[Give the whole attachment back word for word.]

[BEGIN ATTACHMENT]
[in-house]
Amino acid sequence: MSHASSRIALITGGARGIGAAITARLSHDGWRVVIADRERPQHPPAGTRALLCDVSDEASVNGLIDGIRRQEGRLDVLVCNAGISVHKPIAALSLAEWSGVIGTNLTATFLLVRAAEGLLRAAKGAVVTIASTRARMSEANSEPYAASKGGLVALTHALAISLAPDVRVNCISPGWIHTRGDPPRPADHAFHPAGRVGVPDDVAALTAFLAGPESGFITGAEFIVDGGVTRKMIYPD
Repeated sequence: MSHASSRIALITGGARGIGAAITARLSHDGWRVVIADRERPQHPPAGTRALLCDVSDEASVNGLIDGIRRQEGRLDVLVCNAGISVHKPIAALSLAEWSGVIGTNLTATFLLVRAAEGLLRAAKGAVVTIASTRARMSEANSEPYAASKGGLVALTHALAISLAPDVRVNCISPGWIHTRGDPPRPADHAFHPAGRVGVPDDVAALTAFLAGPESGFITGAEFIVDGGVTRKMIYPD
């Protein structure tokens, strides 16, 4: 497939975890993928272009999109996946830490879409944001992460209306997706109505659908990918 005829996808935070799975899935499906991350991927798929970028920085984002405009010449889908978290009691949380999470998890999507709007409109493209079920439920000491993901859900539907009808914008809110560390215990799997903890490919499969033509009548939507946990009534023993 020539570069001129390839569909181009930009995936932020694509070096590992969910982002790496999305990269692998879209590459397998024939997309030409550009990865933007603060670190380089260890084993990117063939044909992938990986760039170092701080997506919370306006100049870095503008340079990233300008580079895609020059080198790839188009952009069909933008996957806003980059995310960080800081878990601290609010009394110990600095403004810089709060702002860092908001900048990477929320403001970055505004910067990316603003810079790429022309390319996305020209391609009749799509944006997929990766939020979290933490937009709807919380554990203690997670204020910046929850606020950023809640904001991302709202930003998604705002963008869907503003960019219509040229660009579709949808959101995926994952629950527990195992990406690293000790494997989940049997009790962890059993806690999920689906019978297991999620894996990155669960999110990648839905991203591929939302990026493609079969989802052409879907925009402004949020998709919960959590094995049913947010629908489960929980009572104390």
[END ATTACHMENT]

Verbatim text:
[in-house]
Amino acid sequence: MSHASSRIALITGGARGIGAAITARLSHDGWRVVIADRERPQHPPAGTRALLCDVSDEASVNGLIDGIRRQEGRLDVLVCNAGISVHKPIAALSLAEWSGVIGTNLTATFLLVRAAEGLLRAAKGAVVTIASTRARMSEANSEPYAASKGGLVALTHALAISLAPDVRVNCISPGWIHTRGDPPRPADHAFHPAGRVGVPDDVAALTAFLAGPESGFITGAEFIVDGGVTRKMIYPD
Repeated sequence: MSHASSRIALITGGARGIGAAITARLSHDGWRVVIADRERPQHPPAGTRALLCDVSDEASVNGLIDGIRRQEGRLDVLVCNAGISVHKPIAALSLAEWSGVIGTNLTATFLLVRAAEGLLRAAKGAVVTIASTRARMSEANSEPYAASKGGLVALTHALAISLAPDVRVNCISPGWIHTRGDPPRPADHAFHPAGRVGVPDDVAALTAFLAGPESGFITGAEFIVDGGVTRKMIYPD
């Protein structure tokens, strides 16, 4: 497939975890993928272009999109996946830490879409944001992460209306997706109505659908990918 005829996808935070799975899935499906991350991927798929970028920085984002405009010449889908978290009691949380999470998890999507709007409109493209079920439920000491993901859900539907009808914008809110560390215990799997903890490919499969033509009548939507946990009534023993 020539570069001129390839569909181009930009995936932020694509070096590992969910982002790496999305990269692998879209590459397998024939997309030409550009990865933007603060670190380089260890084993990117063939044909992938990986760039170092701080997506919370306006100049870095503008340079990233300008580079895609020059080198790839188009952009069909933008996957806003980059995310960080800081878990601290609010009394110990600095403004810089709060702002860092908001900048990477929320403001970055505004910067990316603003810079790429022309390319996305020209391609009749799509944006997929990766939020979290933490937009709807919380554990203690997670204020910046929850606020950023809640904001991302709202930003998604705002963008869907503003960019219509040229660009579709949808959101995926994952629950527990195992990406690293000790494997989940049997009790962890059993806690999920689906019978297991999620894996990155669960999110990648839905991203591929939302990026493609079969989802052409879907925009402004949020998709919960959590094995049913947010629908489960929980009572104390």